Mwangangi (2019) suggested that the restructuring of the juvenile justice systems from a solutions perspective would help address the problem. Practices such as incarceration and community service have been found to increase the rebellious nature of juvenile offenders. Using an approach of offering solutions would help in re-admitting the young offenders back to society without terms. As a result, the young offenders might find their actions to be against society and therefore seek forgiveness. One of the solutions is reconciliation with the victims.
Chapter 6 Discussion
Juvenile delinquency is one of the problems that affect the United States. The trend has been experiencing growth, despite decreases in certain indicators. The primary question that accompanies juvenile delinquency are the factors contributing to this phenomenon below are some of the concrete factors contributing to juvenile delinquency.
Factors contributing to Juvenile Delinquency
Socio-economic factors remain the most significant issue that contributes to juvenile delinquency rates. Children that are either born in poverty or experiencing poverty lack basic amenities. This group of offenders is usually aware of their environment. Media plays a significant role in showing both affluent and poverty areas. As a result, children make a decision on which part they would love to end up in. Since their situations prevent the quick transition of the good life, crime promises this life. Juveniles in this case commit crime as a necessity rather than peer pressure.
Children who drop out of school fail to get employment, with this increasing juvenile delinquency. Consequently, they lack any income generating sources, which befits their experience. These children become idle because of a lack of engaging activities such as going to school, in the end, they become criminals. Young offenders judge that lack of employment opportunities would continue to their adulthood. For this reason, they choose the life of crime to supplement their desire.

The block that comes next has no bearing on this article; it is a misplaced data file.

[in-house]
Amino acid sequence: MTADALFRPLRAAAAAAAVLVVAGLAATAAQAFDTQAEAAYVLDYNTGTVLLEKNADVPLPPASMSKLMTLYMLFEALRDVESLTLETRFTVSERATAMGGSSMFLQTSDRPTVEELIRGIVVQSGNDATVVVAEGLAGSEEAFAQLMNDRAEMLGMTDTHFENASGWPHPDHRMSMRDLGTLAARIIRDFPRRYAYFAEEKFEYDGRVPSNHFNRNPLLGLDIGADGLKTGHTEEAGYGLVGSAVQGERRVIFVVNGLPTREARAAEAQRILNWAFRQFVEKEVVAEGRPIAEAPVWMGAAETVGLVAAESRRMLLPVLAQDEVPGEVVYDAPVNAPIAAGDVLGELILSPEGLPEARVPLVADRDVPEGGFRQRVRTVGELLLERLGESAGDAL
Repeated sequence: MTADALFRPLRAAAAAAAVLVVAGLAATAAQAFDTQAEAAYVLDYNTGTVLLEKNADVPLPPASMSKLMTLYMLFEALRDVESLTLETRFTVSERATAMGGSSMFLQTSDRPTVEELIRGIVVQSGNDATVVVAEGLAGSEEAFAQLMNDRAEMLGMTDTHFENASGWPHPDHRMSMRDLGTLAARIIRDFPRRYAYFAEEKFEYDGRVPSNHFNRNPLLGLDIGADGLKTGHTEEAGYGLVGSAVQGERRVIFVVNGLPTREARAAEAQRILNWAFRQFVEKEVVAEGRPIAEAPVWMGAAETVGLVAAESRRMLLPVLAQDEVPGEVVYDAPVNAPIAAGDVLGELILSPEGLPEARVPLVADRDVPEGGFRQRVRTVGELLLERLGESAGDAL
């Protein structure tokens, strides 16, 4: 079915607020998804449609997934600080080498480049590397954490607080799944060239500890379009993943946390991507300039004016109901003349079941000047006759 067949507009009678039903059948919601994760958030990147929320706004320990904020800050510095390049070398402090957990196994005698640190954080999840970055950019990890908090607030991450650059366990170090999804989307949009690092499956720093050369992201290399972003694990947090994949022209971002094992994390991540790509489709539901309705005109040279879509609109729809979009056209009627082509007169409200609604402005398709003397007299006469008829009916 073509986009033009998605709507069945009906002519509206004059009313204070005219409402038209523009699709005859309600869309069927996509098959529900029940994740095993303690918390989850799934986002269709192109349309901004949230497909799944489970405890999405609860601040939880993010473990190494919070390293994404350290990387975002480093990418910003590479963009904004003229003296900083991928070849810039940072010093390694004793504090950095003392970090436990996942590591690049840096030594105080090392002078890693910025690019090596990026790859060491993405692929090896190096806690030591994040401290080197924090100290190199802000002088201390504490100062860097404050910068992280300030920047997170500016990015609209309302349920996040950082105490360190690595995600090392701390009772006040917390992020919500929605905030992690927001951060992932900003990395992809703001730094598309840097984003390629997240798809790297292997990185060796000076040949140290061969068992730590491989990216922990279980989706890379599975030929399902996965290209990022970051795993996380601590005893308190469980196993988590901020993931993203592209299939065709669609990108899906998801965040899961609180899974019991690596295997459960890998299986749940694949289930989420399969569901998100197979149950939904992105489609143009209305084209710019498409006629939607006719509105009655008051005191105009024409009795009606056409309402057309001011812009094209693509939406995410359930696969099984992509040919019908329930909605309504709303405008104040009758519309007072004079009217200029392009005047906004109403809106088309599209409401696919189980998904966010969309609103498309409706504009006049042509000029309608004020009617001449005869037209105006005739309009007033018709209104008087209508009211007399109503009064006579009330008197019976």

Peer pressure also emerges as a significant factor that contributes to juvenile delinquency. Most young offenders derive this need to commit crime from peers. The age group plays the role of pushing others to commit a crime. Typically, a young person commits crimes as a way of belonging to the same group.
The other factor contributing to juvenile delinquency is dysfunctional families. Children born and living in these families lack moral support during their upbringing. Consequently, their chances of committing a crime are high. Moral support is crucial during the growth stage of the child. The support helps prevent the occurrences of criminal activities.
The other contributing factor to juvenile delinquency is substance abuse. Juveniles commit crimes to do so under the influence of drugs. Alcohol is one of the drugs that young individuals abuse when engaging in criminal acts.
Chapter 6 Recommendation/Conclusion
Juvenile delinquency is a problem that is affecting society. Handling the problem will be crucial to the future generation of America and the rest of the world. However, dealing with the problem will demand the determination of the root cause of the problem. Several solutions should be applied to deal with the issue. The first solution to the problem is the regularization of drugs. Most juveniles commit their crime under the influence of drugs. Controlling drug abuse will help address the issue of juvenile delinquency. Additionally, there is the need to restructure the juvenile justice system, to deal with providing solutions more than punishing the suspects. Offering solutions to the problem will help protect juveniles from committing more crimes. Juvenile delinquency continues to affect the U.S. and global economies. Growth in the population of this age group and other problems is increasing the chances of juvenile delinquency. Understanding the root causes of the problem is on the step of solving this menace affecting the economy. Dealing with issues such as poverty, peer pressure, and dysfunctional families help in addressing the problem of juvenile delinquency.